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Idle Science Technology

Directed Energy Weapon Downs Mosquitos 428

wisebabo writes "Nathan Myhrvol demonstrated at TED a laser, built from parts scrounged from eBay, capable of shooting down not one but 50 to 100 mosquitos a second. The system is 'so precise that it can specify the species, and even the gender, of the mosquito being targeted.' Currently, for the sake of efficiency, it leaves the males alone because only females are bloodsuckers. Best of all the system could cost as little as $50. Maybe that's too expensive for use in preventing malaria in Africa but I'd buy one in a second!" We ran a story about this last year. It looks like the company has added a bit more polish, and burning mosquito footage to their marketing.

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Directed Energy Weapon Downs Mosquitos

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  • Re:Evolution (Score:3, Interesting)

    by starglider29a ( 719559 ) on Friday February 12, 2010 @04:44PM (#31118514)
    Nah! The smaller of the females (survivors) will simply learn how to make the males larger. "The women are bigger. They beat at a lower frequencies" Evolution in action.
  • by Chris Mattern ( 191822 ) on Friday February 12, 2010 @04:50PM (#31118616)

    ...and that's a cute robot doll [] to shoot the laser at the mosquitos!

  • by LifesABeach ( 234436 ) on Friday February 12, 2010 @04:53PM (#31118706) Homepage
    This lazer device use was banging around in the early 1980's. A couple of grad students from Florida created it. I don't recall how they were able to track the bugs. But they also "tuned" the lazer so that it lasted just long enough to only vaporize the wings. There's just one problem with this device, if the target is between the lazer, and a person's eye.
  • by natehoy ( 1608657 ) on Friday February 12, 2010 @04:59PM (#31118874) Journal

    I'm from Maine and I live in the woods near some marshland. If this thing works 1/4 as well as advertised I'd happily pay $200 for one if they wanted to use something similar to the "OLPC" model.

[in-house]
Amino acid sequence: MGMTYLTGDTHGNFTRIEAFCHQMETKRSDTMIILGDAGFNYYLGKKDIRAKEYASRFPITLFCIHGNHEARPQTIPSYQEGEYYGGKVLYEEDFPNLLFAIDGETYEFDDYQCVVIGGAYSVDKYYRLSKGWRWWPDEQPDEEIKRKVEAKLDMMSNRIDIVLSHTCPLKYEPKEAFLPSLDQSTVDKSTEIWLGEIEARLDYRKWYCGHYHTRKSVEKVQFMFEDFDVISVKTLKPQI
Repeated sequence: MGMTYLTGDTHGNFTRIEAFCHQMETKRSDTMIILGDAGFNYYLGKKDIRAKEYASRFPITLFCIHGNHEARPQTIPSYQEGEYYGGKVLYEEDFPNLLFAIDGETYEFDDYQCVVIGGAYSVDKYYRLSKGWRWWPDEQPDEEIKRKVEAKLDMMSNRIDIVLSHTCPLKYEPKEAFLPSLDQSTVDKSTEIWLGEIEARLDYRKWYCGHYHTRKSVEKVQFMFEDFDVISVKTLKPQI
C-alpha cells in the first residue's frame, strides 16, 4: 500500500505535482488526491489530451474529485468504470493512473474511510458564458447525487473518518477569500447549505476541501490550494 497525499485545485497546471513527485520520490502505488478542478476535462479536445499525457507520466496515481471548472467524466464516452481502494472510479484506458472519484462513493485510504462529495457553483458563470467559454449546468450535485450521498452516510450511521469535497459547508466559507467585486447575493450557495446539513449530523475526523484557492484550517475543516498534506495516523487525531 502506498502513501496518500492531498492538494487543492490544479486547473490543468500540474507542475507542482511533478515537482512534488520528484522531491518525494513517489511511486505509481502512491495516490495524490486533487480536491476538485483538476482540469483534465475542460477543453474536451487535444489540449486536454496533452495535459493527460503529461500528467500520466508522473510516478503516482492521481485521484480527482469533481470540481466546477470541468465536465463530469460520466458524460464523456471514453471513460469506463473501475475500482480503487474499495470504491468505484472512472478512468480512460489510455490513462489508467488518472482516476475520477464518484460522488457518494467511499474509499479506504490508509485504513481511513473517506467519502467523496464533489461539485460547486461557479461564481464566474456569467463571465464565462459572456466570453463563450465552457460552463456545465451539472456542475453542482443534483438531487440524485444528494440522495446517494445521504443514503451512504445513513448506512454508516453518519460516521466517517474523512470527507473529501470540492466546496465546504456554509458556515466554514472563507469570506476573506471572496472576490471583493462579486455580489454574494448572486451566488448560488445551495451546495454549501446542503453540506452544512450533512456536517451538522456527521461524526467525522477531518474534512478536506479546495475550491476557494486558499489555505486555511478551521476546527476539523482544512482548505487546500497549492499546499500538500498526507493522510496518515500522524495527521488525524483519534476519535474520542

At a manufacturing cost of $50, that's one for me to enjoy my backyard, two for third-world countries fighting malaria, and $50 profit for the manufacturer.

  • by natehoy ( 1608657 ) on Friday February 12, 2010 @05:10PM (#31119150) Journal

    True, but skeeters are usually active at dusk and after. Two possibilities.

    1. If it can recognize shapes, have it shut down whenever a larger animal is within 10-15 degrees of the beam. I mean, this thing is already accurately identifying specific species of mosquito, right? How hard would it be to put a "don't fire if something bigger than a housefly is emitting heat in the range of fire" system in?

    2. Put it on a timer or switch, and only turn it on when everyone is inside, and put it away from windows (this would only work, of course, if you live like me - in the woods with no neighbors).

  • Re:Evolution (Score:2, Interesting)

    by Maxo-Texas ( 864189 ) on Friday February 12, 2010 @05:16PM (#31119278)

    Most likely course:

    Female mosquitoes that can sense the lasers at range and randomly avoid them come to dominate the species.
    Unless you have 100% coverage, there will be survivors (for some reason).
    Insects and Bacteria respond really really quickly to selection pressures.

  • by natehoy ( 1608657 ) on Friday February 12, 2010 @05:29PM (#31119570) Journal

    First, mosquitoes are only one thing at their level of the food chain. Flies, noseeums, and plenty of other non-biting insects live at the same level.

    Second, this is actually better than most current solutions. Mosquito magnets and skeeter deleters and other things attract all manner of insects, not just mosquitoes. Don't get me started on spray permethrin and other insecticides.

    Third, mosquito populations are WAY up in my area because bats are being wiped out by that nose fungus infection. I haven't seen a bat in my area in a couple of years, unfortunately, and they used to be common.

    Fourth, these units would only work in the immediate vicinity of houses. In my area, that means there's still a few hundred acres behind my house that remain prime mosquito real estate. I only want my yard, they can have the marsh.

    And, finally, I don't care. I am, in fact, that self-centered.

  • by danceswithtrees ( 968154 ) on Friday February 12, 2010 @05:42PM (#31119888)